I have severe neuropathy and was told to wear prescription shoes and diabetic socks to protect my feet. I did this for 3 years and had nothing but trouble, the shoes were huge and I kept tripping over them, also I got big calluses on my feet that I'd never had before. I saw the podiatrist once a month, he'd "trim" the calluses and I'd have to wear bandages or an orthopedic boot for a week afterward. Twice the "trim" job resulted in an infection that I had to take antibiotics for. Then one day I missed a monthly appointment and never made another. I started wearing sandals so the air could get to my feet and walking barefoot in the house so my feet had contact with the floor. The sores healed, I stopped getting calluses, I stopped falling down. That was over a year ago. Without the special diabetic stuff, my feet are doing great.

I wear diabetic shoes, and regular socks. The shoes help with the neuropathy.

Hi Jan,

Sorry to hear about your poor experience with diabetic shoes. It sounds like the shoes you purchased may have been too big. The best bet is to get your foot properly fitted by your podiatrist if you haven't already. Shoes are available in multiple widths to accommodate various foot types. What type of shoes did you wear?

As for the socks, did they have any benefit to you? One brand of socks that I wear is EcoSoxas they are made from bamboo fibers and help with moisture and odor and are seamless to prevent blisters.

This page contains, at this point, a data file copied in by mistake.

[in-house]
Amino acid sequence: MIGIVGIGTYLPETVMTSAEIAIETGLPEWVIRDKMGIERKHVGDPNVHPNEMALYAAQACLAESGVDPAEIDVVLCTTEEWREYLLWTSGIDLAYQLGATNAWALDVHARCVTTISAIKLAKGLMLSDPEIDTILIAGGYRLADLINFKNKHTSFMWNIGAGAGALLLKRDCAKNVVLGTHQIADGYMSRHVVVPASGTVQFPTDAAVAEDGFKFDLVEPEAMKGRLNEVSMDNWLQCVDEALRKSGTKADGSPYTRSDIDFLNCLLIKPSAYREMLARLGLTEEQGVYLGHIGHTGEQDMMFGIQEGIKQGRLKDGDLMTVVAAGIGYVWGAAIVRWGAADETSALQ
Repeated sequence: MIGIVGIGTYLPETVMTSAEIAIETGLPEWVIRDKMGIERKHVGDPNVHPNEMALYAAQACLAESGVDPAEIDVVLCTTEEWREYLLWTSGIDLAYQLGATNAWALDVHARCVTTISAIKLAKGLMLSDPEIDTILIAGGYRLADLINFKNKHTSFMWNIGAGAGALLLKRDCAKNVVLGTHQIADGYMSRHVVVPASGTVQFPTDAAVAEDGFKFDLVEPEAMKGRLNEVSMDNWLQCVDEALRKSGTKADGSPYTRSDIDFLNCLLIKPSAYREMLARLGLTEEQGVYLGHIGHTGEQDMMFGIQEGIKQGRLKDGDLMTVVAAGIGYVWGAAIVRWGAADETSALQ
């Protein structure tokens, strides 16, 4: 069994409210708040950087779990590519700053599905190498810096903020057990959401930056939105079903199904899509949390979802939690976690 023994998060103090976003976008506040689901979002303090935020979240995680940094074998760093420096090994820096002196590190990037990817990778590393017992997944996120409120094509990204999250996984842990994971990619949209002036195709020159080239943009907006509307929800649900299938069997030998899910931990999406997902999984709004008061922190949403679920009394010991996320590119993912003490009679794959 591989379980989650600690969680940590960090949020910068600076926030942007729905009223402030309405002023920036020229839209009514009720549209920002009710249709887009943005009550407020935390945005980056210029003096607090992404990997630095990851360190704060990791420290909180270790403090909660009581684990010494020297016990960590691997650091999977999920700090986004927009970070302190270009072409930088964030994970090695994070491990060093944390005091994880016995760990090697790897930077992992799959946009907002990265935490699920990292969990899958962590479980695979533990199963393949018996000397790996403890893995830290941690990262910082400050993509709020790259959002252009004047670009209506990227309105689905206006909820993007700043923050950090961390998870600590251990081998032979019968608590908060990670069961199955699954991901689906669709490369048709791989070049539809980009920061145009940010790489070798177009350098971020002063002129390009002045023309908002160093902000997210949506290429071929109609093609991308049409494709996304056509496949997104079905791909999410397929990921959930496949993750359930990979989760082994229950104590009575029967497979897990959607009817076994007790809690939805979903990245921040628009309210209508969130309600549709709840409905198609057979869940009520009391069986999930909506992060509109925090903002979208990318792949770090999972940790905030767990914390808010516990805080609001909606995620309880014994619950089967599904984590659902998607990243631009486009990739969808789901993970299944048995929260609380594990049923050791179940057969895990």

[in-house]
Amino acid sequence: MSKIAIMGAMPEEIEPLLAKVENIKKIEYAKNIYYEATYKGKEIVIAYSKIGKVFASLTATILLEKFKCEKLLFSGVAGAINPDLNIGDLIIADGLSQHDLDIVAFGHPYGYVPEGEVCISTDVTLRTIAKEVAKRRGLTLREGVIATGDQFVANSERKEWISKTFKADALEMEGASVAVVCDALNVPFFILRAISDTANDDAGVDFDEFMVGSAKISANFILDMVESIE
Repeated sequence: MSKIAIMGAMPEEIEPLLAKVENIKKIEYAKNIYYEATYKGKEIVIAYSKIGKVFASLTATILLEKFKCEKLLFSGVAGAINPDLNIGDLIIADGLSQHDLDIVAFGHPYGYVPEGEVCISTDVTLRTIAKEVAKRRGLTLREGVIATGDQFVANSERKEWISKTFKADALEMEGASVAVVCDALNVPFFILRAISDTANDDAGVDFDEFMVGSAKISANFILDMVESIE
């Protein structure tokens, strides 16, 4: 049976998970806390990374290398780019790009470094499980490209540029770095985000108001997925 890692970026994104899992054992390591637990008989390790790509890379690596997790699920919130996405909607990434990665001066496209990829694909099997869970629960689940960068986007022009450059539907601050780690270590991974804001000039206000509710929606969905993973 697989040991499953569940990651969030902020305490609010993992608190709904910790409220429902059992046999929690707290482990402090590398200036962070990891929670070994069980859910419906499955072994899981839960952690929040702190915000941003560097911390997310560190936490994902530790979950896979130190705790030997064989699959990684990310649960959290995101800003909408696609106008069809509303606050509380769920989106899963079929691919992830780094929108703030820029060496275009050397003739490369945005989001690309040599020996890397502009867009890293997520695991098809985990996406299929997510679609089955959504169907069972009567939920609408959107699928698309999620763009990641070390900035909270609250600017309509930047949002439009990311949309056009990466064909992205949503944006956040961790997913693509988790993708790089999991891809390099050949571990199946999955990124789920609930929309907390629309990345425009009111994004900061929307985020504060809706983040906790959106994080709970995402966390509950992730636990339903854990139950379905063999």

Hi Judith,

Just curious about your diabetic socks? What brand do you typically buy? As i mentioned in the above post to Jan, i really like EcoSox as they are soft, comfortable, non-binding, and inexpensive!

Hi Rick,

Just curious about the type of diabetic shoes that you wear. Do you know the manufacturer/brand?

Have been T1 for 41 years and haven't been able to feel my feet for the last 15 years or so. For most of that time I have used regular footware gradually moving to wider sizes. For the last 5 years I have been wearing Apex Ambulators. They look fine in a business casual environment. I would recommend their consideration if you are experiencing the typical progression associated with foot neuropathy.

Diabetic sneakers are just too "high maintenance".

Checking the shoes' bg so many times a day, giving insulin shots to the shoes, having them go hypo at inconvenient times (usually while I'm wearing them!), it's just too much effort.